The effects of interactive multimedia in geographic education for dyslexic students
Alison Elaine Philpotts, Michigan State University, United States
Michigan State University . Awarded
To evaluate the effectiveness of interactive multimedia as a teaching device to help dyslexic students and to narrow the learning gap between dyslexic and non-dyslexic students, an eighth-grade geography lesson was created in both a traditional-text and interactive-multimedia format. The content was guided by the National Geography Standards and focused on Michigan's coastal dunes. The lesson was divided into four sections, and half of each group of students (dyslexic, non-dyslexic) saw a traditional, multimedia, traditional, multimedia sequence and the other half multimedia, traditional, multimedia, traditional. The accuracy and response times of subjects were recorded. Attitude questions aimed at measuring level of enthusiasm were also asked. Test design enabled comparison of the performance and attitudes between dyslexic vs. non-dyslexic students and between traditional vs. multimedia format.
A total of forty-six eighth grade students participated in the testing. They first answered pretest questions and then proceeded through the four sections of the lesson. At the end of each section, they answered multiple-choice content questions. At the end of all four sections, the students answered on-screen attitude questions and were asked open-ended questions.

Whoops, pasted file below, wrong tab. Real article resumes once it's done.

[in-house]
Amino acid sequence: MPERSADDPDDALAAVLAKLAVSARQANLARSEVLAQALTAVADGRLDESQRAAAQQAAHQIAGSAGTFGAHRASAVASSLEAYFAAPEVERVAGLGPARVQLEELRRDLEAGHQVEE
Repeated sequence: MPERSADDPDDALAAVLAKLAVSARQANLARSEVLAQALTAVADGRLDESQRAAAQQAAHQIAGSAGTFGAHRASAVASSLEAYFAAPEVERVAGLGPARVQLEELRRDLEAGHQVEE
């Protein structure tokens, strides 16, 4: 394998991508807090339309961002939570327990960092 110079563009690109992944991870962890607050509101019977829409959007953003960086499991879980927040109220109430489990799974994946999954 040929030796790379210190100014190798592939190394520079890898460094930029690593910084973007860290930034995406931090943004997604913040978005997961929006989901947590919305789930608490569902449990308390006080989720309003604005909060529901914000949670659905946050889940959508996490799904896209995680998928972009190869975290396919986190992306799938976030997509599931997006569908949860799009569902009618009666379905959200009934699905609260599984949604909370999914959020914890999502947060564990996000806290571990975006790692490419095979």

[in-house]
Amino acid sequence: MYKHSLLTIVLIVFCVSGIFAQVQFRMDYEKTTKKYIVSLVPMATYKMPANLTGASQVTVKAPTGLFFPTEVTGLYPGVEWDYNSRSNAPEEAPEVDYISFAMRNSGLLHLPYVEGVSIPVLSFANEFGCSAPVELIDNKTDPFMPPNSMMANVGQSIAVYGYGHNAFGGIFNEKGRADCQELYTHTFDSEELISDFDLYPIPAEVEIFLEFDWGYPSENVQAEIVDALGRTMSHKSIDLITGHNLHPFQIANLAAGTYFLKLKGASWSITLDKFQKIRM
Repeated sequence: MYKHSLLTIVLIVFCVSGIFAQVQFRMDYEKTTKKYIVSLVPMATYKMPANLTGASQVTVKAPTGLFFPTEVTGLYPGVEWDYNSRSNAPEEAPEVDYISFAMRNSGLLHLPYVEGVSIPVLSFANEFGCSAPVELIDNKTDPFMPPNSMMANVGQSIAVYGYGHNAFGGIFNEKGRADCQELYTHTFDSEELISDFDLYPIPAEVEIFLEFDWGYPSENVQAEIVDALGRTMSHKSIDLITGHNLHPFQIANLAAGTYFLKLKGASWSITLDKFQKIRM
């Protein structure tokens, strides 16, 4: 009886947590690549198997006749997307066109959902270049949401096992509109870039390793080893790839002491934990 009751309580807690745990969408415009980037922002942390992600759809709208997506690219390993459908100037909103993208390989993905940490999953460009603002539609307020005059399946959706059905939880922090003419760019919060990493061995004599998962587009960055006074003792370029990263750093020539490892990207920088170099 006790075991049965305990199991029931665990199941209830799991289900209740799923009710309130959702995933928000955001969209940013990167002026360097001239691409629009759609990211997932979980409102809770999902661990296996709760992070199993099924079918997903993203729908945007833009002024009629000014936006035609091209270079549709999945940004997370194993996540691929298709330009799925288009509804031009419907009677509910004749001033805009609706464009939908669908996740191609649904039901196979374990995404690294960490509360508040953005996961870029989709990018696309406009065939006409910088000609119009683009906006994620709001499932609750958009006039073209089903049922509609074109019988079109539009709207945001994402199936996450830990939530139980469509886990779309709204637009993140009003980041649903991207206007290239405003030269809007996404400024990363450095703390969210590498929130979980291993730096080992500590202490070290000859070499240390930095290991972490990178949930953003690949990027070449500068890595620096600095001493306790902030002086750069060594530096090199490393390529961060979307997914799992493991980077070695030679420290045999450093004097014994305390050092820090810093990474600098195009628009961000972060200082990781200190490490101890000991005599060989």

Accuracy improved significantly between the pretest and the four section posttests. A logit analysis showed that both dyslexic and non-dyslexic students answered more questions accurately with the multimedia format, and they learned more when the same information was presented to them in a combination of different ways (text, graphics and sound, for example). They were also more likely to answer correctly if they had seen the same question on the pretest. Statistically, dyslexics improved significantly more than non-dyslexics when using multimedia, but the difference was very small. The higher level of correct answers for the entire set of subjects did mean, however, that the accuracy ratio between non-dyslexics and dyslexics decreased with multimedia (odds ratio of 1.07 vs. 1.15; full closing of the gap would have resulted in an odds ratio of 1.00). An analysis of variance on reaction times showed that multimedia and the increased number of ways the same information was presented were associated with improved (decreased) response time for both groups; dyslexics improved more with multimedia; and both groups did better with multimedia, especially when the question had not appeared on the pretest. Answers to attitude questions indicated overwhelmingly that students in both groups were more enthusiastic about the multimedia materials than the traditional text.
Although the decrease in the gap between the two groups was limited, the message is clear that multimedia can be a very effective tool for teaching geography to all students, whether they are dyslexic or non-dyslexic.
Philpotts, A.E. The effects of interactive multimedia in geographic education for dyslexic students. Ph.D. thesis, Michigan State University.
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